Mind over matter: psychology over calorie-counting
Interesting idea of how to lose weight relatively effortlessly without counting calories (warning: you still have to watch what you eat) by letting your own body dictate how much you eat. Seems pretty sensible and worth a try.
by Michael Graziano (is a neuroscientist, novelist and composer. He is Professor of Neuroscience at Princeton University in New Jersey. His latest book is Consciousness and the Social Brain (2013). Edited by Ed Lake | 18 January, 2016 | Aeon
Hunger isn’t in your stomach or your blood-sugar levels. It’s in your mind – and that’s where we need to shape up…
…If weight were a matter of calories in and calories out, we’d all be the weight we choose. Everyone’s gotten the memo. We all know the ‘eat less’ principle. (Read Why diets don’t work and what you can do about it and Diets and exit strategies.) Losing weight should be as easy as choosing a shirt colour. And yet, somehow it isn’t, and the United States grows heavier. It’s time to consider the problem through an alternative lens.
Read also How to keep fit over 30.
Whatever else it is, hunger is a motivated state of mind. Psychologists have been studying such states for at least a century. We all feel hungry before dinner and full after a banquet, but those moments are the tip of the iceberg. Hunger is a process that’s always present, always running in the background, only occasionally rising into consciousness. It’s more like a mood. When it slowly rises or eases back down, even when it’s beneath consciousness, it alters our decisions. It warps our priorities and our emotional investment in long-term goals. It even changes our sensory perceptions – often quite profoundly.
You sit down to dinner and say:
That tiny, little hamburger? Why do they have to make them so small? I’ll have to eat three just to break even.
That’s the hunger mood making food look smaller. If you’re full, the exact same hamburger looks enormous. It isn’t just the food itself. Your own body image is warped.
When the hunger mood rises, you feel a little thinner, the diet feels like it’s working and you can afford a self-indulgence. When satiety kicks in, you feel like a whale.
Even memory can be warped. Suppose you keep a log of everything you eat. Is that log trustworthy? Not only have you drastically misjudged the size of your meals, but you’ve almost certainly forgotten items.
Depending on your hunger state, you might snarf up three pieces of bread and after the meal sincerely remember only one.
One recent study found that most of the calories people eat come through snacks between meals. But when you ask people, they deny it. They’re surprised to find out just how much they snack…
…Let’s say you decide to cut back on calories. You eat less for a day. The result? It’s like picking up a stick and poking a tiger. Your hunger mood rises and for the next five days you’re eating bigger meals and more snacks, perhaps only vaguely realising it…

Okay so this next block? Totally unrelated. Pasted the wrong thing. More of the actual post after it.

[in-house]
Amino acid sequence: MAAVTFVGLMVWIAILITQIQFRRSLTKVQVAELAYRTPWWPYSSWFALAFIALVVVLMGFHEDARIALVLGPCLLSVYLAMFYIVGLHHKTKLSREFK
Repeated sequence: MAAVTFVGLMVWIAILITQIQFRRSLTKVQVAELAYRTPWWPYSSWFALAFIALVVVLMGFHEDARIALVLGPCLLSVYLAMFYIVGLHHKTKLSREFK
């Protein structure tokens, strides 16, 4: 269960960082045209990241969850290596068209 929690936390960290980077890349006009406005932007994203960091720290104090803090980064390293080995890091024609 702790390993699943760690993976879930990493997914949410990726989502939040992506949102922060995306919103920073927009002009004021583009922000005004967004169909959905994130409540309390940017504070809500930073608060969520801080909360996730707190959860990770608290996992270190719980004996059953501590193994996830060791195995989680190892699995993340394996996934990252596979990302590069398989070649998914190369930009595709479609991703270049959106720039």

… I’m not denying the physics here. If you take in fewer calories, you’ll lose weight. But if you explicitly try to reduce calories, you’re likely to do the exact opposite. Almost everyone who tries to diet goes through that battle of the bulge. Diets cause the psychological struggle that causes weight gain.
… Let’s say you try another standard piece of advice: exercise. If you burn calories at the gym you’ll definitely lose weight, right? Isn’t that just physics? Except that, after you work out, for the rest of the day you’re so spent that you might actually burn fewer calories on a gym day than on a regular one. Not only that, but after a workout you’ve assuaged your guilt. Your emotional investment in the cause relaxes. You treat yourself to a chocolate chip muffin. You might try to be good and decline the muffin, but the exercise revs up that subtle hunger mood lurking under the surface and then you don’t even know any more how much you’re overeating. Meals grow bigger while seeming to grow smaller. Extra snacks sneak in.
Read Diets and exit strategies …
…But the most insidious attack on the hunger mechanism might be the chronic diet. The calorie-counting trap. The more you try to micromanage your automatic hunger control mechanism, the more you mess with its dynamics. Skip breakfast, cut calories at lunch, eat a small dinner…
be constantly mindful of the calorie count, and you poke the hunger tiger
All you do is put yourself in the vicious cycle of trying to exert willpower and failing. That’s when you enter the downward spiral…
Don’t put a plastic bag over your head. Likewise, don’t eat the super-high death-carb, low-fat diet. Don’t micromanage your brainstem by counting every calorie. You might be surprised at how well your health self-regulates.
Michael Graziano is a neuroscientist, novelist and composer. He is Professor of Neuroscience at Princeton University in New Jersey. His latest book is Consciousness and the Social Brain (2013).